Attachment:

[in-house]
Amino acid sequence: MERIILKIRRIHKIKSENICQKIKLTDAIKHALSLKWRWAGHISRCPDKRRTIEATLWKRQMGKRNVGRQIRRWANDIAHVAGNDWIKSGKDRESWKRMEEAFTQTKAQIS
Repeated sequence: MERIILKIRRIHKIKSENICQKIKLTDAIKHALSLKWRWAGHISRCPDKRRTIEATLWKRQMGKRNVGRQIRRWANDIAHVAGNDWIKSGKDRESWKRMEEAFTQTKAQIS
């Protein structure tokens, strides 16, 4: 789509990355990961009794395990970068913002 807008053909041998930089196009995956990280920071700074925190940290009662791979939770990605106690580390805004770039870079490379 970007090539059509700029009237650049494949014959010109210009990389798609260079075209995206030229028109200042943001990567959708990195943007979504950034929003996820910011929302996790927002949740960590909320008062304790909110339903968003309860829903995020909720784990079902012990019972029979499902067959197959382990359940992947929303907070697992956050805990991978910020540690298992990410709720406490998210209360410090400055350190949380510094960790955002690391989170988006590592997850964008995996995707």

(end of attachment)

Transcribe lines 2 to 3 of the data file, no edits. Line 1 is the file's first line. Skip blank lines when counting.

Amino acid sequence: MERIILKIRRIHKIKSENICQKIKLTDAIKHALSLKWRWAGHISRCPDKRRTIEATLWKRQMGKRNVGRQIRRWANDIAHVAGNDWIKSGKDRESWKRMEEAFTQTKAQIS
Repeated sequence: MERIILKIRRIHKIKSENICQKIKLTDAIKHALSLKWRWAGHISRCPDKRRTIEATLWKRQMGKRNVGRQIRRWANDIAHVAGNDWIKSGKDRESWKRMEEAFTQTKAQIS